On Tuesday, four search teams consisting of rangers from the parks Search and Rescue team, officers with Tennessee Wildlife Resource Authority and individuals with the Backcountry Unit Search and Rescue team (BUSAR) had a total of 19 people searching the area. The search continued with canine teams and other special search teams.

Bohanan “had light food and water and was not anticipating spending the night in the park,” according to park spokeswoman Jamie Sanders.

He spent eleven days in the Southern bush.  He was unprepared for what faced him and he’s blessed to be alive.  The rescue team made an official statement, to the effect that “From day one, we treated the search for Austin as an emergency and appreciate the resources from across the region that came to our aid to help us actively and aggressively search through extremely tough terrain,” said Park Chief Ranger Steve Kloster. “We faced multiple challenges, including a moving target in dense conditions, but our search teams never gave up hope.”

But it was Austin who self-rescued.

On Tuesday morning, rangers explained he woke up on a ridge and saw a boat and some kayaks on Abrams Creek below. He scrambled down to the water and waved to the boaters, who picked him up and gave him a ride to safety.

That’s not to diminish the efforts of the rescue team, but the higher probability rescue in this circumstance is self-rescue.  Even the rescue team had to have water and food assistance from the community to keep going.  The search area was 6700 acres, which is 10.469 square miles.  This may not seem like a lot, but in the back country in the South, it is an eternity of land.

This is what Austin and his rescuers faced.

Steep terrain, dense vegetation, deadfall, blowdown, and almost impenetrable bush.  But we’ve discussed in detail what you should carry with you even if you’re going for a day hike thinking that you’re not going to be far from the beaten path.

(1) heavy rubberized poncho, (2) 550 cord, (3) gun, (4) tactical light, (5) fire starter [redundant means], (6) knife [serrated edge], (7) water and fast food energy, and (8) parka.

I carry this in a day pack.  For eleven days, you can add to this list a container with which you can boil water.  With the rubberized poncho and cordage, you have shelter.  With the gun and tactical light you have protection.  With the knife you have virtually everything (never leave home without a knife).

In the South he could have encountered problems with Copperheads, Timber Rattlers, black bear, feral hogs and Coyotes.  Coyotes in the West may still travel as lone predators, but in the South they have learned to travel in packs.  Many hunters in these parts have gone out at dusk only to find five or six pairs of eyes staring at them and encircling them closer and closer.  Retreat is the best option at that point, but if Austin couldn’t have retreated, he would have needed a firearm, and possibly more ammunition.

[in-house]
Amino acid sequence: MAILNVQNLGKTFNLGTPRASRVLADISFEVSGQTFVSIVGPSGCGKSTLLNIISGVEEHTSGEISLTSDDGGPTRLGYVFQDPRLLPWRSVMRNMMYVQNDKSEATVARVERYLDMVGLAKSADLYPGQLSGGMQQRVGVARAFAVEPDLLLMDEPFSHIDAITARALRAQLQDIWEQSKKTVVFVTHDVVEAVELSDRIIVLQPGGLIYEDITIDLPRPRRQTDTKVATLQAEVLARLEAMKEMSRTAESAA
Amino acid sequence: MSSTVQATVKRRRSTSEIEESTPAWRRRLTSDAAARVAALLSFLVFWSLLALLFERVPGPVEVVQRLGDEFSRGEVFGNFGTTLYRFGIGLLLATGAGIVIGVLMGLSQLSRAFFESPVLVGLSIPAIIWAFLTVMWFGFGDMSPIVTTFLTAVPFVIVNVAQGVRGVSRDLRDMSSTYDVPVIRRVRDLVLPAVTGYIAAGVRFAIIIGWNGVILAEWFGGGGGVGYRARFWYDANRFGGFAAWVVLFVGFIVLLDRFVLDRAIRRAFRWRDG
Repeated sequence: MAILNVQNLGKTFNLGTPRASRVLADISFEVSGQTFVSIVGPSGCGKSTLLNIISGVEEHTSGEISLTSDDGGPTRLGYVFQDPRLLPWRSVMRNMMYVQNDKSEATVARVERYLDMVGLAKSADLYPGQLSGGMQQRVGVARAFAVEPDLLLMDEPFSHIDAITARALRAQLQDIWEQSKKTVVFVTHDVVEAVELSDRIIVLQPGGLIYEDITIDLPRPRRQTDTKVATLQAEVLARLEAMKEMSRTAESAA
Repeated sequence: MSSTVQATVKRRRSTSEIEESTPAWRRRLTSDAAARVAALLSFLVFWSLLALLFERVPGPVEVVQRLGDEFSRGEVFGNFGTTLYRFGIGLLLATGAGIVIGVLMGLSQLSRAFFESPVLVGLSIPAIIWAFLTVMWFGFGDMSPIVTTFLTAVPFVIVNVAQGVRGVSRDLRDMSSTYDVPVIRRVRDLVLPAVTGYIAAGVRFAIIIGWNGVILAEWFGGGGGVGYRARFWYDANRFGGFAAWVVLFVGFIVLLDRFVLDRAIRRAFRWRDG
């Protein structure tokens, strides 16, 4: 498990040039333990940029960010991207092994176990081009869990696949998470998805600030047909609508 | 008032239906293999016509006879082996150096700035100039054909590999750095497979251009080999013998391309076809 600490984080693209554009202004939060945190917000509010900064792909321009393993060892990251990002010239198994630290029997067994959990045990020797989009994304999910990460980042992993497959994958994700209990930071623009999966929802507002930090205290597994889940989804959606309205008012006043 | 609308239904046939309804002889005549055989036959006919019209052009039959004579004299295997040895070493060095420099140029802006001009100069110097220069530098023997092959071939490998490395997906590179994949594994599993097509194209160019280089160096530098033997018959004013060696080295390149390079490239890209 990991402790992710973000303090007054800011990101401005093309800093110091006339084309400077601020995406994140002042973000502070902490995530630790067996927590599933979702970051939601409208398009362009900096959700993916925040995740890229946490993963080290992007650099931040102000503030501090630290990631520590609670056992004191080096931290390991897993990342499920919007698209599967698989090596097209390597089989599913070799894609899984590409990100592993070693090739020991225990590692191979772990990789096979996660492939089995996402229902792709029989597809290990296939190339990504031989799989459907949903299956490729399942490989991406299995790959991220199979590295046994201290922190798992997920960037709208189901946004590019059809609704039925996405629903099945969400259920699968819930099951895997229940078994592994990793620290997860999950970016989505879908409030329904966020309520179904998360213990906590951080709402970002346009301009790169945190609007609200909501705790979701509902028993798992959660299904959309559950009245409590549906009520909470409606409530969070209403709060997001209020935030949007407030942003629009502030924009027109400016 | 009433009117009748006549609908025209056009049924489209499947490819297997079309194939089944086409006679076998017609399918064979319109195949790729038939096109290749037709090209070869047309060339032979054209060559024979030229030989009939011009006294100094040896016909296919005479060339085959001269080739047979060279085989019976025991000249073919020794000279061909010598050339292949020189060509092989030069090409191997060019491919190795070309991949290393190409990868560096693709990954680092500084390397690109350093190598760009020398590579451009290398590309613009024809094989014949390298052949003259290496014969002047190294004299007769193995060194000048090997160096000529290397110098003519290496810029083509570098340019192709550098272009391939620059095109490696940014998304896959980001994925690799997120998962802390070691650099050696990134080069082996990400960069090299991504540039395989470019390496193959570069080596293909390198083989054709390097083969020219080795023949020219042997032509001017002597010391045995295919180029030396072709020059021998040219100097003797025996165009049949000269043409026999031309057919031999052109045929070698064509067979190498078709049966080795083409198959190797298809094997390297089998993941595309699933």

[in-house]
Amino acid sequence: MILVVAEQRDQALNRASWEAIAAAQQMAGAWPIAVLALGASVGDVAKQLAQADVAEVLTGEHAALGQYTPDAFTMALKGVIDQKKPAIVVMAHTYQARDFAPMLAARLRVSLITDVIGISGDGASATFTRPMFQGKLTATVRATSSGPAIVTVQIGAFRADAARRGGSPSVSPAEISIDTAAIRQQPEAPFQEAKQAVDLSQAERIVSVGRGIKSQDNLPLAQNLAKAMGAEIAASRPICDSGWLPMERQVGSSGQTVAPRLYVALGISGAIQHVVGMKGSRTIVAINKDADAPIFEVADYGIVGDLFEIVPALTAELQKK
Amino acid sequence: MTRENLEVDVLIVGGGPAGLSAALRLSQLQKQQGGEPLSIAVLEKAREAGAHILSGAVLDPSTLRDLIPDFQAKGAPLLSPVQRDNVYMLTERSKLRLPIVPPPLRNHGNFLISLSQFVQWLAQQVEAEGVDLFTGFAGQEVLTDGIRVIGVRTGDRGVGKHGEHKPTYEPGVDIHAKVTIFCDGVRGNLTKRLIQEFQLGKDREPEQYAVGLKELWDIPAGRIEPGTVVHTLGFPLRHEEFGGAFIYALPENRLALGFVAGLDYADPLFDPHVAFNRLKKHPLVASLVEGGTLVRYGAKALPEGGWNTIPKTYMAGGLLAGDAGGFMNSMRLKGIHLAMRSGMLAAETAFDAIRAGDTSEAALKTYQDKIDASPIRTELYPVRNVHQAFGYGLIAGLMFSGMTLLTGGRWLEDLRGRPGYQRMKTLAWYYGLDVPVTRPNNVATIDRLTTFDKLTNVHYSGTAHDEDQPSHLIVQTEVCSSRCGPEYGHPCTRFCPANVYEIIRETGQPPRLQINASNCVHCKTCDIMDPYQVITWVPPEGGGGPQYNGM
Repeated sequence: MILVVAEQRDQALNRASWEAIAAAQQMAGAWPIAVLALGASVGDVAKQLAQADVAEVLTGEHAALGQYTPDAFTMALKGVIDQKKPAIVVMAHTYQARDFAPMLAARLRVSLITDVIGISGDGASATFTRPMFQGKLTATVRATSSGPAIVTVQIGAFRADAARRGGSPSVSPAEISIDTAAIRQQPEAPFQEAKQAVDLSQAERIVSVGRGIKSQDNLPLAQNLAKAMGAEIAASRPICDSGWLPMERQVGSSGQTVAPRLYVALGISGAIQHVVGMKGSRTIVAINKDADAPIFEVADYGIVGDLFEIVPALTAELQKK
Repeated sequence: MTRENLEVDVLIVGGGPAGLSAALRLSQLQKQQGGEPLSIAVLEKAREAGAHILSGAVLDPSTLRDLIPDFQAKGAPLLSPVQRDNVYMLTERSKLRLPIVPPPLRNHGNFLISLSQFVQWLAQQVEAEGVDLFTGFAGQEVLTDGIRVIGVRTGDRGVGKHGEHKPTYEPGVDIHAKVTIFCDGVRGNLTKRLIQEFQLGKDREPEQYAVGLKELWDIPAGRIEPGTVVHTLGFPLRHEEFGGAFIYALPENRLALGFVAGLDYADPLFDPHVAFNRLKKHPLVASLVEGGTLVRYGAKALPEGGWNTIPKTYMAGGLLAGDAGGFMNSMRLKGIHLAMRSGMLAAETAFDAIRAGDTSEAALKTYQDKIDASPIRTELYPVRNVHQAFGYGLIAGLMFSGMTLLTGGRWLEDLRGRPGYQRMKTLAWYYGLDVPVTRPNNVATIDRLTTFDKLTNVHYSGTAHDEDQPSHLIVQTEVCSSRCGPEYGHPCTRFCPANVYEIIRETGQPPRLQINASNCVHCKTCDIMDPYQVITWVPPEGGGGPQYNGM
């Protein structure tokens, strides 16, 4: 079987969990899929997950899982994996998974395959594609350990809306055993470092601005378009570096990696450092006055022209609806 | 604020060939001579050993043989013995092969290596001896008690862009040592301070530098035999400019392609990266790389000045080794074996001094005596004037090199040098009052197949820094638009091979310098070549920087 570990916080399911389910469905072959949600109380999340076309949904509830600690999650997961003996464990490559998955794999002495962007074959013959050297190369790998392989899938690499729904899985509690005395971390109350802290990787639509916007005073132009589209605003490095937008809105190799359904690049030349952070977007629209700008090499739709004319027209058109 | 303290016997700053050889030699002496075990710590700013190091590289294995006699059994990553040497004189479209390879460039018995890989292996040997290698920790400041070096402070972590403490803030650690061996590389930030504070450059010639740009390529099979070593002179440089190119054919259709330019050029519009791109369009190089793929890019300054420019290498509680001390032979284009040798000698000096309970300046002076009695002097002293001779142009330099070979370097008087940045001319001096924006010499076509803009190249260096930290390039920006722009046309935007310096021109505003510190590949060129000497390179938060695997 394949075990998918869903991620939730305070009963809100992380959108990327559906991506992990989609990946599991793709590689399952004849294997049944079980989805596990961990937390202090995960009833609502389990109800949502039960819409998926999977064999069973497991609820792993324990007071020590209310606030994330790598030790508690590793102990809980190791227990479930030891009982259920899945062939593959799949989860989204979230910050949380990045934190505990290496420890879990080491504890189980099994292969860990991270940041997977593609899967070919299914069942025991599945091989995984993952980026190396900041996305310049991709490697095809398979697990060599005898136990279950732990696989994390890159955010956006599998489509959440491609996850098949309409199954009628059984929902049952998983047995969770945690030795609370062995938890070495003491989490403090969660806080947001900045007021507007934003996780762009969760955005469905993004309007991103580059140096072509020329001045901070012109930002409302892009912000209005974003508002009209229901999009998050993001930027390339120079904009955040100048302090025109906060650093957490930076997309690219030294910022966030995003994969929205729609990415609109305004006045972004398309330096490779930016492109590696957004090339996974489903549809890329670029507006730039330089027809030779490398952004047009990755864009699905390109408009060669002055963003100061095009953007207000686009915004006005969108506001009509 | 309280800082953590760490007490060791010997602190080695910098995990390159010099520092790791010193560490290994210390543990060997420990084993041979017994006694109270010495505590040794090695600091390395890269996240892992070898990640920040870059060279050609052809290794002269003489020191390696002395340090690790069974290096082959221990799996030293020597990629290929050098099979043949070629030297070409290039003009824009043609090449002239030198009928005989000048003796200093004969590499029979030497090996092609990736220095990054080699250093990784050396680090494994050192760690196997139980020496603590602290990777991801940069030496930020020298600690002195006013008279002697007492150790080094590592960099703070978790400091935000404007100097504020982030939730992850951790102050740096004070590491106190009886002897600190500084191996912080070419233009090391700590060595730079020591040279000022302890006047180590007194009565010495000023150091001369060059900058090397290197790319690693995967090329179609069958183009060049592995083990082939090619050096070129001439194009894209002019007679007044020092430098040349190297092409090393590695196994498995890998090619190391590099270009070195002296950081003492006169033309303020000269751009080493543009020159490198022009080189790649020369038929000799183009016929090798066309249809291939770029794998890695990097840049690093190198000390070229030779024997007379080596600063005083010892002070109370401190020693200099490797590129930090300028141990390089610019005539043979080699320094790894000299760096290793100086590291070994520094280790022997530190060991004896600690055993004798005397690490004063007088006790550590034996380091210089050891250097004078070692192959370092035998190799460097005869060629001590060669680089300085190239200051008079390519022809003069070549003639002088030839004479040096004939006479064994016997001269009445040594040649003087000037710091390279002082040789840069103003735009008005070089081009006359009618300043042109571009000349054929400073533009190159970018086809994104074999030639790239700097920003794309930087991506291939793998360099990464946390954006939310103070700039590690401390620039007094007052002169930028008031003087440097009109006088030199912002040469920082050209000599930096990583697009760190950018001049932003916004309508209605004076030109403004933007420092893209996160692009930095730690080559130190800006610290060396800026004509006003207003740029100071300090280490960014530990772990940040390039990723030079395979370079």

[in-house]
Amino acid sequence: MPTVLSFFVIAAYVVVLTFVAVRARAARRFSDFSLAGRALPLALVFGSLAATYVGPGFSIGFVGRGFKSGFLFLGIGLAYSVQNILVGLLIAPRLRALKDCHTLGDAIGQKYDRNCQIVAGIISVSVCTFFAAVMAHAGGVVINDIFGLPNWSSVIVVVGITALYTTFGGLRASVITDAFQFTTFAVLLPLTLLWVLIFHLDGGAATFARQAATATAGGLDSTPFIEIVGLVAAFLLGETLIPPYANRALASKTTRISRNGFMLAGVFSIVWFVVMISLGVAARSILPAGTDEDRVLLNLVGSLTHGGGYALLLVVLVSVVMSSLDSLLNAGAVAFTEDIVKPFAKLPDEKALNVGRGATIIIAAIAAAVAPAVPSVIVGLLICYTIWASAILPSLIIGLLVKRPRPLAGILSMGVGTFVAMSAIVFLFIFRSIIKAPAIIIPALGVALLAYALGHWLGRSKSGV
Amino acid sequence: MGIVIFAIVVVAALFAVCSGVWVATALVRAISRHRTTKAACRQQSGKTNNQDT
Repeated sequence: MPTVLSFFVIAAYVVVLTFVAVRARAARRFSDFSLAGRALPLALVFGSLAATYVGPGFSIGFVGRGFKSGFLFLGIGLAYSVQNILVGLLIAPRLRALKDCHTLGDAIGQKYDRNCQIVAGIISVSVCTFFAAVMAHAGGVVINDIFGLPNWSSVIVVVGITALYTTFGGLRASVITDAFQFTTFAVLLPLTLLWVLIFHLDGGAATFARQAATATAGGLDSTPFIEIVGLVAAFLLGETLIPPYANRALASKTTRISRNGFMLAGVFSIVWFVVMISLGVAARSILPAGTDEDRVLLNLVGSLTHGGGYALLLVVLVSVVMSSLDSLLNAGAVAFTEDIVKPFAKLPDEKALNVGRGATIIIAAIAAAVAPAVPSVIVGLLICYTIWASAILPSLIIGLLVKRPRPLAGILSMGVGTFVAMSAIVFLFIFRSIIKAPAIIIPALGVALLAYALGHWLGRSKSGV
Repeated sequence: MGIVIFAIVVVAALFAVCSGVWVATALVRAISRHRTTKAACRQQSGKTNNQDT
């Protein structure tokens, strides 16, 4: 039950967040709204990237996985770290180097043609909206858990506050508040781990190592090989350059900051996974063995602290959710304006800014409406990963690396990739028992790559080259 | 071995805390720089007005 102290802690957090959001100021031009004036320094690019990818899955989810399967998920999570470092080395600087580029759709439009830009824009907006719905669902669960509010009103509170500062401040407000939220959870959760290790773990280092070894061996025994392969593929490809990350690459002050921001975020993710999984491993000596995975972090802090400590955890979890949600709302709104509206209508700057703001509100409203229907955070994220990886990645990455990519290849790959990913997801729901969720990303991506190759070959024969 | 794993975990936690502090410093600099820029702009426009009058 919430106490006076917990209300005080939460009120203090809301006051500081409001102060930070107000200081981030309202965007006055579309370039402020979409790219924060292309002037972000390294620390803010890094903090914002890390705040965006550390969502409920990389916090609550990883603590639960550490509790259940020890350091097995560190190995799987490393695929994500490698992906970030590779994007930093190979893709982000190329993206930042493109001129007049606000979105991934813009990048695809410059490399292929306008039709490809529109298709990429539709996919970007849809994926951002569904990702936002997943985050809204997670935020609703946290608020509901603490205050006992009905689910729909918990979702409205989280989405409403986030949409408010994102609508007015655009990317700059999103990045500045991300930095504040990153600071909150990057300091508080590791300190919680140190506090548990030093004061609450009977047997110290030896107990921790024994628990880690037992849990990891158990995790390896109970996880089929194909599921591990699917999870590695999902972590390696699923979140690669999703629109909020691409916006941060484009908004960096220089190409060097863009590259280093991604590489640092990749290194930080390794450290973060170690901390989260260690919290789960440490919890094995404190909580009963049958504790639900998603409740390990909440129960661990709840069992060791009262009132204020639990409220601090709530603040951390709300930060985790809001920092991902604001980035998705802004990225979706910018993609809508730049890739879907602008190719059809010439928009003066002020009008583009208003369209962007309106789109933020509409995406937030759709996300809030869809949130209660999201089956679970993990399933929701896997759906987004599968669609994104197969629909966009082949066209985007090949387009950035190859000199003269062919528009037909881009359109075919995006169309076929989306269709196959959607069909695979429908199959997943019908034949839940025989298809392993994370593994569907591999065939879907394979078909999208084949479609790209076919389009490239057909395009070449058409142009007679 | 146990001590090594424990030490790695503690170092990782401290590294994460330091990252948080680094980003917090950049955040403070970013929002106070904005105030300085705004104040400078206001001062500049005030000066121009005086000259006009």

If this seems like overkill, just remember when you go into the bush.  You’re not in control of everything – the bush gets a say.  Try to be wise about the things you do control.

U.S. Optics Moves To Montana

BY Herschel Smith
2 years, 2 months ago

Into the redoubt, they are.

A manufacturing company that has been building custom rifle scopes and optics for 26 years in Southern California is relocating to Kalispell.

U.S. Optics, a leader in the firearm optics industry, announced the relocation to the Flathead Valley on its website, saying there may be a brief pause in production while it brings the new facility online, but assured customers “we will far exceed our previous production capabilities.”

The company is on track to move into its new quarters south of Kalispell in September.

The Montana Governor’s Office of Economic Development and Montana West Economic Development helped facilitate the relocation.

Ken Fichtler, chief business development officer for the Governor’s Office of Economic Development, said U.S. Optics reached out to his office in April about the possibility of relocating to Montana. The company also was considering Texas as a possible relocation site, Fichtler said, as it considered potential sites with “a closer cultural fit.